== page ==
The following is a legislative update from State Senator Amanda Ragan, representing Franklin, Butler and Cerro Gordo counties from Senate District 27:
Among Iowa’s health care challenges is rural access to maternal care—pregnancy, labor and delivery, and postpartum.
Population shifts mean fewer babies are born in rural communities, so it becomes increasingly difficult to offer the necessary services there.
As a result:
- Most rural hospitals have no obstetrician on staff. Iowa ranks 50th among the 50 states for OB/GYNs per capita.
- Many rural hospitals no longer deliver babies. North-central Iowa has been hard hit. Mercy Medical Center in Hampton, Mitchell County Regional Health Center in Osage, Eldora Regional Medical Center and Ellsworth Municipal Hospital in Iowa Falls have closed their OB units.
- Some Iowa women must drive hours to a hospital equipped to deliver babies.
- Iowa has a high rate of cesarean births (32 percent), which can lead to future health problems.
The outcomes for patients are striking.
In less than three years, Iowa’s maternal mortality rate has more than doubled, claiming the lives of 48 women. In addition, in the last two years, more than 40 women lost their uteruses in Cesarean-Hysterectomies at one hospital alone.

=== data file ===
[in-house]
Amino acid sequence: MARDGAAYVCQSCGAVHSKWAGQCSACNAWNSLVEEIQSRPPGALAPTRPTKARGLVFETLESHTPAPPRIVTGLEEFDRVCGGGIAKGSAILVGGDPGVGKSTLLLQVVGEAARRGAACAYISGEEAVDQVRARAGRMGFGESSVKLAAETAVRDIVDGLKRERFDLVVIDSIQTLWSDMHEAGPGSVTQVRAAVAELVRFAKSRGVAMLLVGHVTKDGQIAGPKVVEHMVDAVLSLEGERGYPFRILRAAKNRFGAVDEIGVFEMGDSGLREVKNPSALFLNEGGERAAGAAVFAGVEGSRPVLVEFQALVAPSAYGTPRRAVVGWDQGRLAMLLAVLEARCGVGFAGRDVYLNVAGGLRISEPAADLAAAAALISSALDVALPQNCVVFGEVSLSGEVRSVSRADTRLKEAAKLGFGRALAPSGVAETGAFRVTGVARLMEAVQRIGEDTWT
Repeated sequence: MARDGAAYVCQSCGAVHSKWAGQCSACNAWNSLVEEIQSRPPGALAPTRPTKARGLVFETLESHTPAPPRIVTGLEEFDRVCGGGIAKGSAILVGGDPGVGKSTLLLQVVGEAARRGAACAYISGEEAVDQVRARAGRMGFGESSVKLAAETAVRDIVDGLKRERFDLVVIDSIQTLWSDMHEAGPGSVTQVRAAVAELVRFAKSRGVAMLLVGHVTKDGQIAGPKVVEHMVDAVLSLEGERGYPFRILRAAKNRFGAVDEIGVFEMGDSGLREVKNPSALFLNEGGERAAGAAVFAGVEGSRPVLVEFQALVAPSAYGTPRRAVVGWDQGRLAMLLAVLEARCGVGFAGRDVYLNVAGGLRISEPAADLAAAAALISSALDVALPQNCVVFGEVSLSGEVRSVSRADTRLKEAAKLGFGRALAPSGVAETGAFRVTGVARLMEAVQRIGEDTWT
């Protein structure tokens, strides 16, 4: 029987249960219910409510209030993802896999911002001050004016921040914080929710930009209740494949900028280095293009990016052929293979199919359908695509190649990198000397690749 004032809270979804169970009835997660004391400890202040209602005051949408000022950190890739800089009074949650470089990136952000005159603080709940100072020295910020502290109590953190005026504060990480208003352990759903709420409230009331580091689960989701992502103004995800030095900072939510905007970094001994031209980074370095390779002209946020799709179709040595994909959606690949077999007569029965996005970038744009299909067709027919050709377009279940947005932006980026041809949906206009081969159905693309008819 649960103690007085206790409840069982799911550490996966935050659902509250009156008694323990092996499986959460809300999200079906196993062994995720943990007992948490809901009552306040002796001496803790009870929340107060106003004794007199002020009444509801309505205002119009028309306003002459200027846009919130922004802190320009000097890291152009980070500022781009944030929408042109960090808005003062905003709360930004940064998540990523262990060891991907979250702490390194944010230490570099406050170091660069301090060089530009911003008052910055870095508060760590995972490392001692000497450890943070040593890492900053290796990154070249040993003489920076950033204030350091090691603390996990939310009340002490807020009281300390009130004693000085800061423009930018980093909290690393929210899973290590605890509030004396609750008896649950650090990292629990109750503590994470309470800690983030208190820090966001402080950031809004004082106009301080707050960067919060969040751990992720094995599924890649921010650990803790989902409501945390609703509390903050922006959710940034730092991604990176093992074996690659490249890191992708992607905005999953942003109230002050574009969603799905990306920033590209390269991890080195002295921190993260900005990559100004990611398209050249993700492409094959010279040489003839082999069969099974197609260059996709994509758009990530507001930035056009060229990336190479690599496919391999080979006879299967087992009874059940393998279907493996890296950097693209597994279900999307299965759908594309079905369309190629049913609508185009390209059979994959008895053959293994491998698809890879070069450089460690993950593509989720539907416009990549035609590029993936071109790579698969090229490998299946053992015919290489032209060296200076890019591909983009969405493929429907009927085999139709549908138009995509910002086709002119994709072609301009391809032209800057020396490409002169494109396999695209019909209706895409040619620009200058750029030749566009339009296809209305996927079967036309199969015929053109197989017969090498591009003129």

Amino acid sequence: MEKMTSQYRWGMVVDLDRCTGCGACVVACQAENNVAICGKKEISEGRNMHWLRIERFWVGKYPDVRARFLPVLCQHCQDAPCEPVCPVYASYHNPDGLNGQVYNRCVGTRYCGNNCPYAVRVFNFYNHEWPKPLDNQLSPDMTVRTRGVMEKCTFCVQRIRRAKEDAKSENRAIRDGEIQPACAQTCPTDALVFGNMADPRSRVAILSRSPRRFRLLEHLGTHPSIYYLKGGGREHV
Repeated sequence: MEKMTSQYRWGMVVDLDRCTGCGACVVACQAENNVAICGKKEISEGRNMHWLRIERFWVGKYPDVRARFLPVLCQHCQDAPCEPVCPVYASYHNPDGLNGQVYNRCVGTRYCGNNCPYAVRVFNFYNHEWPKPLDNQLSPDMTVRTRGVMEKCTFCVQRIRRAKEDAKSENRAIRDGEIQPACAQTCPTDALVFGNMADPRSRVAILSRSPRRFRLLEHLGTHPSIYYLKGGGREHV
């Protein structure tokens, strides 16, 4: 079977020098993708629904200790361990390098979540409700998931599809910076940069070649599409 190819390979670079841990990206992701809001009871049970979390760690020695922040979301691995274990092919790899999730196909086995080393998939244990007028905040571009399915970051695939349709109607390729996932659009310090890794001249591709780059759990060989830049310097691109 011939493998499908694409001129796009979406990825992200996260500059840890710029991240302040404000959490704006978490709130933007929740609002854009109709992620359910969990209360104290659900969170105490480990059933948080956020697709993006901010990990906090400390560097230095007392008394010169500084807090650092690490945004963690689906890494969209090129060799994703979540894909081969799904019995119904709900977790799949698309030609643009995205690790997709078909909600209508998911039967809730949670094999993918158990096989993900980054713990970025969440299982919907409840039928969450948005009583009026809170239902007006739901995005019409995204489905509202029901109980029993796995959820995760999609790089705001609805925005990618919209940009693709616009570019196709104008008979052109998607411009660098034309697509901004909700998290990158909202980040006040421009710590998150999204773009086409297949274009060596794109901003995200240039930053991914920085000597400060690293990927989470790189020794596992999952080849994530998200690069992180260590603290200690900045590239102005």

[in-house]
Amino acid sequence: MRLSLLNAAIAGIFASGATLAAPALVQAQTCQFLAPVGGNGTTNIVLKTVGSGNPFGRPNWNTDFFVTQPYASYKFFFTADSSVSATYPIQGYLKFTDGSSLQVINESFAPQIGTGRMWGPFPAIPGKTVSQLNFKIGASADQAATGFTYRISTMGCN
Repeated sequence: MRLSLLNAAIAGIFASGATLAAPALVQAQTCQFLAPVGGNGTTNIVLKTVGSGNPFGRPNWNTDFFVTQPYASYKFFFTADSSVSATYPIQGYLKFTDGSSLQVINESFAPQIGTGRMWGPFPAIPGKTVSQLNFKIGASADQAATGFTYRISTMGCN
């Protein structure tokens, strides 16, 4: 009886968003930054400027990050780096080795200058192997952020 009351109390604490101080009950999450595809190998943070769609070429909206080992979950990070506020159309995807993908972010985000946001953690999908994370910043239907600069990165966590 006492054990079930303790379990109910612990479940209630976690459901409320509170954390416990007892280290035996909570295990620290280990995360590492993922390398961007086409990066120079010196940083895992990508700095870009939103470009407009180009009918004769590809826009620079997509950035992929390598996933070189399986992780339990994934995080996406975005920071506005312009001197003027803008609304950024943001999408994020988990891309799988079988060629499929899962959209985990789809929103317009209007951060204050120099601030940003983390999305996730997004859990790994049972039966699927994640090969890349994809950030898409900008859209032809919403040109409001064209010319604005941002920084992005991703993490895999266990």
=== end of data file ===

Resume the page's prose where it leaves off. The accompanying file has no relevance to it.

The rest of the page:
Of Iowa hospitals that have stopped delivering babies, the difficulty attracting and retaining skilled medical professionals was the main reason. Also playing a role are financial concerns. Malpractice insurance is more expensive for doctors who deliver babies, and fewer rural patients needing maternal care make labor and delivery too expensive for aging communities.
In addition, privatized Medicaid doesn’t cover the costs for delivering babies if health care providers follow the recommended standard of care. That can really take a toll in our area where, in 2018, 36% of Butler County births were covered by Medicaid; 47% in Cerro Gordo; and 54% in Franklin County.
Here are some steps the Legislature could consider to make Iowa safer place to have a baby:
- Adjust Medicaid rates so that hospitals are adequately reimbursed for the care they provide.
- Reverse course on policies that closed family planning offices so that all Iowa women have access to services close to home.
- Ensure labor and delivery units use proven practices—known as “safety bundles”—that save lives during delivery.
Do you have a personal maternal health care story that could help me make the case at the Iowa Capitol? If so, I’d like to hear it!